Not every new piece had been titled and the quintet concluded with one such item. This was introduced by an extended passage of unaccompanied piano from Rahman, a virtuoso tour de force of sometimes highly percussive playing that was a reminder of her love for such artists as McCoy Tyner and her one time mentor JoAnne Brackeen. Sutherland on flute and Wallen on muted trumpet then doubled up on the complex melody prior to solos from Sutherland, Rahman and a closing feature from Alleyne at the drums.
The new quintet enjoyed a great reception from the knowledgeable crowd at the PAC and returned for a well deserved encore. This was to be a brief rendition of “Conversation With Nellie”, a tune written by Rahman for her Irish born grandmother which appears on the “Kindred Spirits” album.
It’s always a pleasure to see Zoe Rahman play and I was particularly impressed with this new quintet on their inaugural performance. As one would expect from musicians of this calibre the standard of playing was uniformly high throughout. At this stage of the proceedings all of the band members were still reading music but as the project develops I expect them to stretch out further on these tunes as an already impressive group rapport continues to grow to full fruition. But even at this early stage in its evolution this is an absolutely terrific new quintet that can only get better and better.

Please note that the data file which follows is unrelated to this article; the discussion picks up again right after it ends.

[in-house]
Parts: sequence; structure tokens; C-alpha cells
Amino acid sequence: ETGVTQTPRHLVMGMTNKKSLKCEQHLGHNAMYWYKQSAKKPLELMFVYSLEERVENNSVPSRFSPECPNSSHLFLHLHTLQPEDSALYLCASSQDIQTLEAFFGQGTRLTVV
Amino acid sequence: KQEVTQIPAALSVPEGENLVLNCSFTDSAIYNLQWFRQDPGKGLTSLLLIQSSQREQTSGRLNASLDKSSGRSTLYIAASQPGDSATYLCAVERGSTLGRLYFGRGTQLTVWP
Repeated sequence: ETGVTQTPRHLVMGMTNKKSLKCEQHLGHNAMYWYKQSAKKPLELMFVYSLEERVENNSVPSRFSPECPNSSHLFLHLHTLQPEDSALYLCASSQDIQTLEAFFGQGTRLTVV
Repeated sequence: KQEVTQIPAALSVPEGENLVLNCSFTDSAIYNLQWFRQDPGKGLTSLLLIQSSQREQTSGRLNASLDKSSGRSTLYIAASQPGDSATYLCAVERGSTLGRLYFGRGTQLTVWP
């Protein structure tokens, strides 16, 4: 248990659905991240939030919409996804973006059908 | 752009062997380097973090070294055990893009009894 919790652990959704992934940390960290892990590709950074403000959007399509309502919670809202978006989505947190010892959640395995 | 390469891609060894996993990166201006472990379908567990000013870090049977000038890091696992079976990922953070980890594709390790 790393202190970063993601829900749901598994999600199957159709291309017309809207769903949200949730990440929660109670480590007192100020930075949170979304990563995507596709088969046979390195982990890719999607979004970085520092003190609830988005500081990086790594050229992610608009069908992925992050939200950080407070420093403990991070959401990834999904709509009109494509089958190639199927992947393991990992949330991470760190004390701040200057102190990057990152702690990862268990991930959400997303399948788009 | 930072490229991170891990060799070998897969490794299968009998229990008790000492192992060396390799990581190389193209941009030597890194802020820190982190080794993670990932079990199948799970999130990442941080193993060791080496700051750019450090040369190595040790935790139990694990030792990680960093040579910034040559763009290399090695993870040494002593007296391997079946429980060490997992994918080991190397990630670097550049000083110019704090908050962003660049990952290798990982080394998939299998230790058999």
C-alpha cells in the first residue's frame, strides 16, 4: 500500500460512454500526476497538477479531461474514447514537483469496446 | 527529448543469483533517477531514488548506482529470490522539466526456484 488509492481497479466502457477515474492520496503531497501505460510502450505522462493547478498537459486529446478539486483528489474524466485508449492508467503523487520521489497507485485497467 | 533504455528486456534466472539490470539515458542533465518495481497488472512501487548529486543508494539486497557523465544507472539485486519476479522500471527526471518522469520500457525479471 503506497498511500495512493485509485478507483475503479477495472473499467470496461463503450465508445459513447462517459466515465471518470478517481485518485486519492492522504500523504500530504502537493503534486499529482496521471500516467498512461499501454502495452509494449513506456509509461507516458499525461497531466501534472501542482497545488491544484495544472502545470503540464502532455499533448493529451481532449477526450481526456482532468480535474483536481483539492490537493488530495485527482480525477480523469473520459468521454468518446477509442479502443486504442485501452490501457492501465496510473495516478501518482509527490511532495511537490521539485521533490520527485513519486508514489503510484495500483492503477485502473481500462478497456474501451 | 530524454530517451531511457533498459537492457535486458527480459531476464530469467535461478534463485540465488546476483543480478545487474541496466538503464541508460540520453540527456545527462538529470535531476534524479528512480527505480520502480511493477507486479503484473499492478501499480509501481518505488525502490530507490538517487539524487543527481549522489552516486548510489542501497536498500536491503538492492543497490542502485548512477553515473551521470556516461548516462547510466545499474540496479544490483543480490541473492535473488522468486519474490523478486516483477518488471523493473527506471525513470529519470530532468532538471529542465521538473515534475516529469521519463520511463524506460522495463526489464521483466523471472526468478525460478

Hopefully they will eventually get the chance to document this music on disc. In the meantime audiences can catch them again on July 23rd 2022 at the Guiting Festival in the nearby village of Guiting Power in the Cotswolds. Details can be found in the Jazzmann news story here;
Thus ended a superb evening of music to kick-start my visit to the 2022 Cheltenham Jazz Festival.
More reviews to follow.